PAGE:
The new CEO of the failed cryptocurrency exchange FTX is appearing before a House committee Tuesday, detailing for lawmakers the lack of oversight and financial controls that he discovered since taking over the company a month ago.
John Ray III called FTX’s collapse one of the worst business failures he has seen – a “paperless bankruptcy,” fueled by an “unprecedented lack of documentation.”
Notably absent from the hearing before the House Financial Services Committee is FTX’s founder and former CEO Sam Bankman-Fried, who was arrested in the Bahamas just hours before he was scheduled to testify. The arrest was made at the request of the U.S. government, which on Tuesday announced criminal charges against Bankman-Fried including wire fraud and money laundering.
FTX filed for bankruptcy protection on Nov. 11, when the firm ran out of money after the cryptocurrency equivalent of a bank run. The collapse of crypto’s second-largest exchange has garnered worldwide attention, and prompted worries in the crypto industry that the pain could become widespread. Estimates are that FTX customers could wind up losing billions of dollars.
Ray, who took over FTX on Nov. 11, told the committee that the problems at FTX were a cumulation of months or even years of bad decisions and poor financial controls.
“This is not something that happened overnight or in a context of a week,” he said.
Ray, a long-time corporate restructuring expert, said the situation at FTX was worse that what he found at Enron two decades ago. Enron was one of the biggest corporate frauds in U.S. history.
When asked to elaborate by Rep. Ann Wagner, R-Mo., Ray said there was “no record-keeping whatsoever” at FTX. Ray also said employees used QuickBooks, software typically used by small and medium-sized businesses, to manage FTX’s finances.
“A multibillion-dollar company using QuickBooks,” Ray said. At its peak, FTX’s market value topped $30 billion.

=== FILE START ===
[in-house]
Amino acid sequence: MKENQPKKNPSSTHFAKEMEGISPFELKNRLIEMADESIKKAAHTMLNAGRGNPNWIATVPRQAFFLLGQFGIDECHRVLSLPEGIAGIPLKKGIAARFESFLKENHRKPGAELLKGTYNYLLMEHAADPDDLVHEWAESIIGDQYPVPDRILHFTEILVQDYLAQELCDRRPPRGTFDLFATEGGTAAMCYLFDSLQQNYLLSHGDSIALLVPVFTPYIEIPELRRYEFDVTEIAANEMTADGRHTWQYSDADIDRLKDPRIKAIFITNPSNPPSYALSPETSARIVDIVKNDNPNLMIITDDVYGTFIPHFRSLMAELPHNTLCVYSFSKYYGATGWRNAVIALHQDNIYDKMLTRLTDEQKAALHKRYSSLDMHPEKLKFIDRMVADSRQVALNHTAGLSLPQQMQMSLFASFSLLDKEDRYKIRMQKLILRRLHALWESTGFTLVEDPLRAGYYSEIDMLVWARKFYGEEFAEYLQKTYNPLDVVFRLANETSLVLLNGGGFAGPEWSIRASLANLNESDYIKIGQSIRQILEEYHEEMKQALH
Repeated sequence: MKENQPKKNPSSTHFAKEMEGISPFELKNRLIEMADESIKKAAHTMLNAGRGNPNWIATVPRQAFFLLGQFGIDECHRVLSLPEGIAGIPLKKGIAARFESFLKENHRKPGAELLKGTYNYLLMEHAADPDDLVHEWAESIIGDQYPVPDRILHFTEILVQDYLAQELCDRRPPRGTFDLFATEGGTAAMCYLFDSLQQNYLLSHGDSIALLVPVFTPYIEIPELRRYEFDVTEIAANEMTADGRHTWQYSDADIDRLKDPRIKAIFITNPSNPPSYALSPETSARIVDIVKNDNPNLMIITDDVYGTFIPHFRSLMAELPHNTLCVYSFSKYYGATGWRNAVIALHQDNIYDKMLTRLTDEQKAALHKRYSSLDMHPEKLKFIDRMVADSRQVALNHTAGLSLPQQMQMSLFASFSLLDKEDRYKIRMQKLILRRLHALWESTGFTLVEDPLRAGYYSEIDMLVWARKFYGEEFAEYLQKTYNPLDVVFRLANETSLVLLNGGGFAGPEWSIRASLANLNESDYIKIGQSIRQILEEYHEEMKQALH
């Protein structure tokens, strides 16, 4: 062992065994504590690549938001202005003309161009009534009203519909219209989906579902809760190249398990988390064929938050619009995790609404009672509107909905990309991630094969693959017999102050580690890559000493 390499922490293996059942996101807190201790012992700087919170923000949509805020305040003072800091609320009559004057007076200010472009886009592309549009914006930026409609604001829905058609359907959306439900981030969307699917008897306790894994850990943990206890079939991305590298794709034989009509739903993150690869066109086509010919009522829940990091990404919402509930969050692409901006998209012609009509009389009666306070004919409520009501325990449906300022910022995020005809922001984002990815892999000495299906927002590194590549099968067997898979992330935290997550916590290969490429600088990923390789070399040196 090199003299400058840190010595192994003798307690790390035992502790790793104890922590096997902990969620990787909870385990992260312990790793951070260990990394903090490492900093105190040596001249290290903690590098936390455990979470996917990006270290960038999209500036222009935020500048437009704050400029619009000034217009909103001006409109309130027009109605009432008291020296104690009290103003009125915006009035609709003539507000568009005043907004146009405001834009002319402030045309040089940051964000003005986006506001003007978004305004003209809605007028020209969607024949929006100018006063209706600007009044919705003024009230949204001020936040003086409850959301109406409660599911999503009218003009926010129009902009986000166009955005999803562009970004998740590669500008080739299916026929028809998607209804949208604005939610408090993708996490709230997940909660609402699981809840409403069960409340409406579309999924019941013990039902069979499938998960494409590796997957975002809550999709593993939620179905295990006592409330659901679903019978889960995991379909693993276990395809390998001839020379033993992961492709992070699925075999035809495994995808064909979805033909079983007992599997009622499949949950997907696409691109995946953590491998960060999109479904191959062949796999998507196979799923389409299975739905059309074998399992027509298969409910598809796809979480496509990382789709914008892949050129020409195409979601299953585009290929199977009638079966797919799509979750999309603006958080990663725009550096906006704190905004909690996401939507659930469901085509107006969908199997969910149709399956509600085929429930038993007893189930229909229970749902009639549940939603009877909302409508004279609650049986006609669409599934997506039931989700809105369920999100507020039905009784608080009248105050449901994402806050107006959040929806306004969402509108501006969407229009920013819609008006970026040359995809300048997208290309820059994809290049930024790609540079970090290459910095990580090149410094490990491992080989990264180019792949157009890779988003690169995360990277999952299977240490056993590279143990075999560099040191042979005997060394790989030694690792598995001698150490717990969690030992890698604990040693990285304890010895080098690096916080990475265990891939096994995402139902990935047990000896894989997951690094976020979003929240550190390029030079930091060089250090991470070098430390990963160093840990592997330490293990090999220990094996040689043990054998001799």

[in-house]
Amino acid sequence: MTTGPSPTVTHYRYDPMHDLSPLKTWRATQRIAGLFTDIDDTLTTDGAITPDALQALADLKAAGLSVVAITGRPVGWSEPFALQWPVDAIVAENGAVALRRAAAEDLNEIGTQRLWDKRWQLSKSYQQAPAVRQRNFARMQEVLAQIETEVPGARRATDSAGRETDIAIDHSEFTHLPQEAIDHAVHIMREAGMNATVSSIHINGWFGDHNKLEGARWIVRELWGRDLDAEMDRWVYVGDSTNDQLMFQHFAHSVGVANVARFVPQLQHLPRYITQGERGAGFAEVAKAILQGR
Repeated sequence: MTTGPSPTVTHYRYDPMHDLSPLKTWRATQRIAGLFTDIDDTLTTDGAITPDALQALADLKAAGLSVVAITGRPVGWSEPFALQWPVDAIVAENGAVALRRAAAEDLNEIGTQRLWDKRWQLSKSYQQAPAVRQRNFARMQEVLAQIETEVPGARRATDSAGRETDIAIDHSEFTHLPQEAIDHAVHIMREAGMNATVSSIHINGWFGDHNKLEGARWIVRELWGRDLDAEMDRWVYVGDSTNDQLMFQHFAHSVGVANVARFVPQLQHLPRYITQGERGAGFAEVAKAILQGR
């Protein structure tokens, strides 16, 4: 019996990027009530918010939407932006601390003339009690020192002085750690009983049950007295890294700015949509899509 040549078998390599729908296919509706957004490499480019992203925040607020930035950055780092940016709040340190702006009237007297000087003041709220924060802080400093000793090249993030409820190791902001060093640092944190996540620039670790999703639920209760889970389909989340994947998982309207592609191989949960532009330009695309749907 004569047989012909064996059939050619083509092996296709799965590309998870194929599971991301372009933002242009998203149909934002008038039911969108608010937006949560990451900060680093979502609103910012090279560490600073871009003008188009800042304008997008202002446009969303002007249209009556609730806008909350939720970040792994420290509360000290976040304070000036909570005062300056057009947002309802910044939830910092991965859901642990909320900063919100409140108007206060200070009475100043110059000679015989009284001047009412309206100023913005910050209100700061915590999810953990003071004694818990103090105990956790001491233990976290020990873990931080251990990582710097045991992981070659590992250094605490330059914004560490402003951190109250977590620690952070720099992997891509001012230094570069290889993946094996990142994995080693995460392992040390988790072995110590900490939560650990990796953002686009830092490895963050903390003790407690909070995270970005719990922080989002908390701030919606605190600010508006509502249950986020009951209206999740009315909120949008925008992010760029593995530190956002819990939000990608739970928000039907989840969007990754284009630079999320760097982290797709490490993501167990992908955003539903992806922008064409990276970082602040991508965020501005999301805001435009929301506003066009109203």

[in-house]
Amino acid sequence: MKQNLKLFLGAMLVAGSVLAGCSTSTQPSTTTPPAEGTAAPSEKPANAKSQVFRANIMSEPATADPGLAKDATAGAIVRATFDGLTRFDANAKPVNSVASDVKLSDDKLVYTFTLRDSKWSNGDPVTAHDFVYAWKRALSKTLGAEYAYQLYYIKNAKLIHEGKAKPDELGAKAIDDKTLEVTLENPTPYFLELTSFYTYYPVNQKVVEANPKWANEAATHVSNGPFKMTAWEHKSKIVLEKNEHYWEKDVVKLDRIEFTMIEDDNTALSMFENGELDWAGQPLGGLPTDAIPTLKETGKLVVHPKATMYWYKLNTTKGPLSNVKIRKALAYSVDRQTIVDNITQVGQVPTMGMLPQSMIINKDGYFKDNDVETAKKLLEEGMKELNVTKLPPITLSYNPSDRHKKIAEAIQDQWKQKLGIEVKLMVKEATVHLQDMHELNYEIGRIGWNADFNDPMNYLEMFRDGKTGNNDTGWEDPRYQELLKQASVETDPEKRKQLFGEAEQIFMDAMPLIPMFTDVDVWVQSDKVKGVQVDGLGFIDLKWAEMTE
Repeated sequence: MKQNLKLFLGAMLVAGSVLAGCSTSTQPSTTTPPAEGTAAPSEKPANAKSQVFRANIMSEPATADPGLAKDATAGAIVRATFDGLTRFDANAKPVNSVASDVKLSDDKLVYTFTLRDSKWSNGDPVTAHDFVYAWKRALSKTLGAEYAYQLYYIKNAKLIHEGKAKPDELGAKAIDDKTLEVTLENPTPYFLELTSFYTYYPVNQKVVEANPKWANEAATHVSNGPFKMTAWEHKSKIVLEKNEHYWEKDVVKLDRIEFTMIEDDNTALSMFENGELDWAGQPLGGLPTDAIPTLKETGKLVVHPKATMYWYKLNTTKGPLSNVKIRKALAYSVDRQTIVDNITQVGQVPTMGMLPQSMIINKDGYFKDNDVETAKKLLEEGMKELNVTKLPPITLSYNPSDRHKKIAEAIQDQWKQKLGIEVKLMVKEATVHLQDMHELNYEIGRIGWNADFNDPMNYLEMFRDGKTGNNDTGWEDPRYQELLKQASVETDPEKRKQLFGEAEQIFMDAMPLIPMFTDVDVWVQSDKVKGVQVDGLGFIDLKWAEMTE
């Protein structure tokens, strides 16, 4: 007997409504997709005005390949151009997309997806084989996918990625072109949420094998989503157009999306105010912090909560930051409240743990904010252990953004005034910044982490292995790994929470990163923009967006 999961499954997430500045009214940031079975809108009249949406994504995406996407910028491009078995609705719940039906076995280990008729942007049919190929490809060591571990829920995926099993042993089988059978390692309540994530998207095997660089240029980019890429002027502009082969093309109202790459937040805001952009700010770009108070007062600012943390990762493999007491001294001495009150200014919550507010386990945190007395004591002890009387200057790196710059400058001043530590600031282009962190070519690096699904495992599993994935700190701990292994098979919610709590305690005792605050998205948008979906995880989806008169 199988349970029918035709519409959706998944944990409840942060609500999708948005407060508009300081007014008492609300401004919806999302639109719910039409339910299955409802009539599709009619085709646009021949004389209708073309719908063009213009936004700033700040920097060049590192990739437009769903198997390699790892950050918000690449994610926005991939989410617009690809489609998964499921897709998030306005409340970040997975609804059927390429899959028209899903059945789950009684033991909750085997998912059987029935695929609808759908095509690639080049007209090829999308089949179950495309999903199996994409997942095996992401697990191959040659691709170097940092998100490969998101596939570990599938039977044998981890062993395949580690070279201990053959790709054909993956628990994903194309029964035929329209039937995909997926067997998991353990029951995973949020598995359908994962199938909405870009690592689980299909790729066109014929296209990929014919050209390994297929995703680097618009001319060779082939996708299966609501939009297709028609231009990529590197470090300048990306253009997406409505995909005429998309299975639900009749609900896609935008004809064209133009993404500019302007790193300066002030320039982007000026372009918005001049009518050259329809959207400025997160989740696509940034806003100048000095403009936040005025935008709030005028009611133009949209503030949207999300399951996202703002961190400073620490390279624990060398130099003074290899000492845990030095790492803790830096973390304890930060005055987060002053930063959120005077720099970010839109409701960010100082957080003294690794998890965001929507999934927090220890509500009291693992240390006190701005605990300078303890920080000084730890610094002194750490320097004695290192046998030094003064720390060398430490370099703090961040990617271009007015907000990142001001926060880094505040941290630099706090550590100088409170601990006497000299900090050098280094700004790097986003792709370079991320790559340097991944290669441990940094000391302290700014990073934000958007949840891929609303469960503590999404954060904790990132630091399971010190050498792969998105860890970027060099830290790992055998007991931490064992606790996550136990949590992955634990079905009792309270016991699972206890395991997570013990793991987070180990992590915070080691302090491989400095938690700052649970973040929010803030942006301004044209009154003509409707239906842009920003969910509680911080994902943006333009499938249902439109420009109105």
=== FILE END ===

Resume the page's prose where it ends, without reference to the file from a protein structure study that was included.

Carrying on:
In his prepared remarks, Ray painted a picture of a company acting with little to no oversight.
“FTX Group’s collapse appears to stem from the absolute concentration of control in the hands of a very small group of grossly inexperienced and unsophisticated individuals who failed to implement virtually any of the systems or controls that are necessary for a company that is entrusted with other people’s money or assets,” Ray said.
In interviews since FTX filed for bankruptcy protection, Bankman-Fried acknowledged that the company lacked proper financial controls and corporate governance, but denied any fraud had been committed.
U.S. prosecutors and financial regulators disagreed with that assessment. An indictment unsealed Tuesday charged Bankman-Fried with a host of financial crimes and campaign finance violations, alleging he played a central role in the rapid collapse of FTX and hid its problems from the public and investors. The Securities and Exchange Commission said Bankman-Fried illegally used investors’ money to buy real estate on behalf of himself and family.
Ray’s comments supported those allegations.
“This is just old fashion embezzlement, taking money from others and using it for your own purposes,” he said. “This is not sophisticated at all.”
A lawyer for Bankman-Fried, Mark S. Cohen, said Tuesday he is “reviewing the charges with his legal team and considering all of his legal options.”
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